Women & Children on the Goldfields

By Mrs Pearce 5T


In 1854 there were approximately 4000 women on the goldfields in Ballarat compared to about 12500 men. Most of these women were married.

Roles and Responsibilities of Women

1. Cooking

2. Singing and dancing for diggers

3. Some women were diggers

4. Shopkeepers

5. Caring for children

6. Make bread,butter and jams

*The image below is of a woman carrying out the responsibilty of caring for her child and panning for gold.


Conditions were poor on the Goldfields . Many children died because of the foul muddy waters they had to drink.

People died from whooping cough, measles and other diseases because there were no hospitals. Cemetries were set up to bury the dead.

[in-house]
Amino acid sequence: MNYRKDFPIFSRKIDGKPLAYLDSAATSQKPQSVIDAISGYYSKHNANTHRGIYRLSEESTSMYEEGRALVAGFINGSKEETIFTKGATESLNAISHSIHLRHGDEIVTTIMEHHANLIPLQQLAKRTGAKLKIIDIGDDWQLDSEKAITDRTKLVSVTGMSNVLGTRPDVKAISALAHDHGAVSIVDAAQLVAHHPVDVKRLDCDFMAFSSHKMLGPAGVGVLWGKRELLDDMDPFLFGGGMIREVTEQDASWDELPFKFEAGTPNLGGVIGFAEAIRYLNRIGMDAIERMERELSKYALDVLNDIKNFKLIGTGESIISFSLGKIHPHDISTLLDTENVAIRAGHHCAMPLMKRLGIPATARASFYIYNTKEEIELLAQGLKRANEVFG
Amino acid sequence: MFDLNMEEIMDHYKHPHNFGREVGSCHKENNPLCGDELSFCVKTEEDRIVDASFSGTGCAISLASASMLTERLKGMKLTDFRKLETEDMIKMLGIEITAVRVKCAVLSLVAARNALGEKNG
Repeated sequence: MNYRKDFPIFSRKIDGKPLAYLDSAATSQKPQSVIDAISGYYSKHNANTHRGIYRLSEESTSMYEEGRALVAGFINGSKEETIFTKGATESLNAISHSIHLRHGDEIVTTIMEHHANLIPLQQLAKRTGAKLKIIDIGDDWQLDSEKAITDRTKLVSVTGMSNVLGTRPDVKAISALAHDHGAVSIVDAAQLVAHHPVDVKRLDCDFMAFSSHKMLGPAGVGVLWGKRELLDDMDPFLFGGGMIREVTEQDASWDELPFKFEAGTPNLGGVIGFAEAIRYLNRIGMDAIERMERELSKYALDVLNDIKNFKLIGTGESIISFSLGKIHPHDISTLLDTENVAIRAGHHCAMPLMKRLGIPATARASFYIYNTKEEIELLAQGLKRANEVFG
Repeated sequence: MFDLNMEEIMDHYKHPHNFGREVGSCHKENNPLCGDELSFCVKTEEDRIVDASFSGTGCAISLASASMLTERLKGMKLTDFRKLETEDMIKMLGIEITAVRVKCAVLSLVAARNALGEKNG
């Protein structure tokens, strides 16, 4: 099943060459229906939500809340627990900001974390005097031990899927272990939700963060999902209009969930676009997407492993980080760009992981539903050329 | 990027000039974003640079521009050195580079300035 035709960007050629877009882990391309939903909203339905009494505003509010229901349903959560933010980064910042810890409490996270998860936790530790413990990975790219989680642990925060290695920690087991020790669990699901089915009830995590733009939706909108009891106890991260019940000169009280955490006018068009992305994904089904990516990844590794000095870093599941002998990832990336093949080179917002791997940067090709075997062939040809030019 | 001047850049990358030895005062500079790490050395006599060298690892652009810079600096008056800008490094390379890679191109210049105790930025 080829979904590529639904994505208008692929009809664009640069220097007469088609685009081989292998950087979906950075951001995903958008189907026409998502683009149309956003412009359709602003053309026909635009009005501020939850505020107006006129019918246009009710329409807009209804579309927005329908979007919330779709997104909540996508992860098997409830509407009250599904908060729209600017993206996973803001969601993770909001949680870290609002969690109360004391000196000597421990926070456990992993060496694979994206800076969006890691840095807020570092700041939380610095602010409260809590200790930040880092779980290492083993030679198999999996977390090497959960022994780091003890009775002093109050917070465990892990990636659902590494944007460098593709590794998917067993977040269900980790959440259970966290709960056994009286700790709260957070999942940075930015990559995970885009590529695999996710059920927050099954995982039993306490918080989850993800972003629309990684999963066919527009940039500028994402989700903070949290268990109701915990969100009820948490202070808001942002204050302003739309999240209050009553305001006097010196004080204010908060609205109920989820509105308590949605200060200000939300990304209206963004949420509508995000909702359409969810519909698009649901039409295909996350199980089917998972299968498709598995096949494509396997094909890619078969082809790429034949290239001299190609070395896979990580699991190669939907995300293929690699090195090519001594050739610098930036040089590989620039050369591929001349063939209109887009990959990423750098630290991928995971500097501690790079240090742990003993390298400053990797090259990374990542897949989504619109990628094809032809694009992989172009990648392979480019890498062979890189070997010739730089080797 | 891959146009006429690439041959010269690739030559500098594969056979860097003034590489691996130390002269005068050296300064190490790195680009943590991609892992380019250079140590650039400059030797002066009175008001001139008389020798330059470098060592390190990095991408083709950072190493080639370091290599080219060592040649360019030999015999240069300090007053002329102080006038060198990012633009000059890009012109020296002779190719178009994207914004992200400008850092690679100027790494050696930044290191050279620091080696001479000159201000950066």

Women helped other women give birth because nurses and medicines were limited. Often, a male would play the role of 4 or 5 professionals. It was common that a doctor was also the communities barber and dentist.

Children and Education

Most children did not get an education. Often there was no schooling because there was no school built. Schools that were built were made from tents. The roof was made from a canvas material. Children who did go to school would usually only go for a few years. Children also moved schools often because parents kept moving to find richer goldfields. Education was not important during the gold rush and teachers were generally untrained. More boys went to school than girls as it was believed they were more important.
*As the goldfields developed so did the types of housing. Bark houses were built in place of tents. The image below is of one of the houses on the goldfields.
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